While we both see the practical benefits of getting legally married (and so we probably will soon), it is less important than being clear on our other relationship agreements and maintaining transparency, trust, communication and commitment to one another.

We know many people who are married and have open relationships, and their reasons for getting married ranged from the practical, financial and legal benefits, to the practicalities of raising children together, to the symbol of being in a long-term and loving relationship.”

Porn & Condoms

Apparently I am a little late to this scene, but Tristan Taormino has added a new twist to her condoms-in-porn stance. You can read her full piece here and the CNN coverage about it here. (yeah, they were published in late September. I don’t know how I just found out about this!)

Taormino was deeply against Measure B, proposed in LA county this past year, mandating condom use on porn sets. A big reason she cited was the fact that the use of condoms while shooting porn can create major internal wear and tear for female-bodied people, actually increasing their susceptibility to contracting STIs. Another was that condoms don’t protect against all STIs. Some people develop latex allergies. She also thinks that the government involvement in porn is about politics and not about sex worker rights, health, and safety.

However, her commitment to porn actor health and safety, and her own personal story (her father died of AIDS in the mid-90s), has caused her to change her professional standards. While before she allowed actors to freely choose to shoot scenes with condoms or without, now she will be requiring condom use in her porn productions.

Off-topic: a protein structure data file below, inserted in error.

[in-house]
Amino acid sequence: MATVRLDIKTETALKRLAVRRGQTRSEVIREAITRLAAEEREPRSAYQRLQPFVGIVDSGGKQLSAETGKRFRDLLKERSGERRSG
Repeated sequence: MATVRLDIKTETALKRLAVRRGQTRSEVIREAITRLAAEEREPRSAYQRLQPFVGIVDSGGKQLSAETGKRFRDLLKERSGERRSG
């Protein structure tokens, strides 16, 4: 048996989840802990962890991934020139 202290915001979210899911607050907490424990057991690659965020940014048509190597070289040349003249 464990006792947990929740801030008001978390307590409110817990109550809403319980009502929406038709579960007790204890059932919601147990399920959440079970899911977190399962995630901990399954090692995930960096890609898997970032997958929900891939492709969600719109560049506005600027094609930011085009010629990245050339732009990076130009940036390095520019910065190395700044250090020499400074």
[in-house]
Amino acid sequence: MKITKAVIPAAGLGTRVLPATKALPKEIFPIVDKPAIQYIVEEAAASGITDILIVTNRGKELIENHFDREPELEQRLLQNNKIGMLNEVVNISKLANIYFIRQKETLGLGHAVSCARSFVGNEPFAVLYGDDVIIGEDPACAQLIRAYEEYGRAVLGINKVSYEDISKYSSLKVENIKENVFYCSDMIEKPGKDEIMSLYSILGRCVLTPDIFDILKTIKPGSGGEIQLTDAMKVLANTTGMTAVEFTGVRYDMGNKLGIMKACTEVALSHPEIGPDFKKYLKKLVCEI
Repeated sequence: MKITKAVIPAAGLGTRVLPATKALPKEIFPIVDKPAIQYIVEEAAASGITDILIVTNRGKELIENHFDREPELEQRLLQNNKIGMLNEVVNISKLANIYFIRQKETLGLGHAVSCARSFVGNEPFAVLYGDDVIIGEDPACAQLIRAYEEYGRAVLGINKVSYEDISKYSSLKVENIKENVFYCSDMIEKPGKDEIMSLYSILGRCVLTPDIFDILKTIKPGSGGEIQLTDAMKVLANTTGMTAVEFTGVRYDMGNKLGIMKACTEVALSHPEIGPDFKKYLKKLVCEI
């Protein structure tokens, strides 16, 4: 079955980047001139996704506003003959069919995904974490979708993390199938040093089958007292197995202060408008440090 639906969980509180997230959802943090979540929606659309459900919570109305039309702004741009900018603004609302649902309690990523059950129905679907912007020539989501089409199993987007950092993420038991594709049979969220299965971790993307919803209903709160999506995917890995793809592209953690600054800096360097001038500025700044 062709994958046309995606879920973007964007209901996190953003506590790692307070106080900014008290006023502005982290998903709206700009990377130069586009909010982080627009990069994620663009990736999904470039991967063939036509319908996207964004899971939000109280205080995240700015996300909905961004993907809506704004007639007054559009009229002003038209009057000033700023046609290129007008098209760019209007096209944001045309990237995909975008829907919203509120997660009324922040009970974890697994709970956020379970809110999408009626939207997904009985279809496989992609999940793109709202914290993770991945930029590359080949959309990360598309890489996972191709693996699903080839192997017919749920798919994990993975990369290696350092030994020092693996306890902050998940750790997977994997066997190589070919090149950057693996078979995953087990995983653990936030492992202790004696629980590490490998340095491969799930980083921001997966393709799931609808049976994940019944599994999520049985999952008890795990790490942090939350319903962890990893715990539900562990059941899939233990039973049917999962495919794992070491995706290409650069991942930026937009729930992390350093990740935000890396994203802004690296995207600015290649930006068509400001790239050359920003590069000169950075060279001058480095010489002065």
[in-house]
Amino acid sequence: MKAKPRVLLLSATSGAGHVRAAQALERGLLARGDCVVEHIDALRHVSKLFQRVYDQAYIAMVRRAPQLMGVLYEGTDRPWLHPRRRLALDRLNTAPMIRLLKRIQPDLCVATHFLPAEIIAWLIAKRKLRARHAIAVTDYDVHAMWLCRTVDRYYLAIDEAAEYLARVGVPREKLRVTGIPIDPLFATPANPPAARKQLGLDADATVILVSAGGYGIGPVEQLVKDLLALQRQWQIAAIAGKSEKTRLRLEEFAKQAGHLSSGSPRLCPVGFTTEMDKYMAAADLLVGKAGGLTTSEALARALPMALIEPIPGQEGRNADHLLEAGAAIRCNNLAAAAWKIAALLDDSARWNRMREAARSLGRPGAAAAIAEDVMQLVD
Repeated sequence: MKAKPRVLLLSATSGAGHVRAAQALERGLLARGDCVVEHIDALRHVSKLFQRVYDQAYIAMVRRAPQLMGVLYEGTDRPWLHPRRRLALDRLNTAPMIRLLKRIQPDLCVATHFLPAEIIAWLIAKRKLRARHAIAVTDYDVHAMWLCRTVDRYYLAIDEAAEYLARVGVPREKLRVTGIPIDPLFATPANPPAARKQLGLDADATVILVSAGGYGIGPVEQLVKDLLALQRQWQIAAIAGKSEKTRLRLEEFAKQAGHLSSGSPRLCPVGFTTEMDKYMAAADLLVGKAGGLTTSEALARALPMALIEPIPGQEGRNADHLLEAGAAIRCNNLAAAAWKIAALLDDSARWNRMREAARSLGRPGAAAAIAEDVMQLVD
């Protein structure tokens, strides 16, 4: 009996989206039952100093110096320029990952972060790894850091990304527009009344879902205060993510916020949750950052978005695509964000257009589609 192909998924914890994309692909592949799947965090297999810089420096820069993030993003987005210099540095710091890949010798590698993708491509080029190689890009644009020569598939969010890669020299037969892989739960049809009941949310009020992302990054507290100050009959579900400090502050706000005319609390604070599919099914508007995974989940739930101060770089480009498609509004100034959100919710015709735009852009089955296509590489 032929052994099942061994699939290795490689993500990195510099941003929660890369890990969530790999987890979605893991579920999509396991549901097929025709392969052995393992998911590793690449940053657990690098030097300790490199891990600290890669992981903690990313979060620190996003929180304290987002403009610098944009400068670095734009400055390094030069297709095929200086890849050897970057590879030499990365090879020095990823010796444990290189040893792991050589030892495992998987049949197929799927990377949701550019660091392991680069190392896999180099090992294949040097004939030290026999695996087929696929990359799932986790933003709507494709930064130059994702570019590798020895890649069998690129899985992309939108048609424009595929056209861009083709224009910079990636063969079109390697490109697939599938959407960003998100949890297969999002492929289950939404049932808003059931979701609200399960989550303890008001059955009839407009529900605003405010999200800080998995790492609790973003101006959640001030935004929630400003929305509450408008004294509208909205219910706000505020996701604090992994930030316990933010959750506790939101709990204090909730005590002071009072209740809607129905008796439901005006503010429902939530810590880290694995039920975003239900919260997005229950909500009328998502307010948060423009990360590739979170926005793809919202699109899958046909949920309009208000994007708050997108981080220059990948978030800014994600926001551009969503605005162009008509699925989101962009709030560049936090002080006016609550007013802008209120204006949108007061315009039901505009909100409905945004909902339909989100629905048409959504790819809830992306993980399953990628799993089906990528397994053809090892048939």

I definitely encourage you to read the piece on her site (the first link) and read on to hear from porn actors about their preferences for shooting with condoms or not and why. It was fascinating and enlightening for me to read about, and there are a variety of views represented. One major theme from many people was that they would prefer condom use be normalized.

I would tend to agree with Taormino- that the fight over condom-use regulation is about politics and not the actual safety of sex workers. I think porn actors should truly have the choice to use condoms or not; they shouldn’t have to worry about marketability, profit, or branding in making the choice to have sex with a barrier. Safer sex shouldn’t be dependent on a company’s profit margins. 

My logical brain wants condom-use in porn to be normalized. Actors deserve to practice safer sex, just like anyone else. My lustful brain fantasizes about condom-free sex and probably would be a bit more turned on watching condom-free sex. But this also relatively moot, since I don’t watch porn. I opt for erotica that simply describes condom-free sex 😛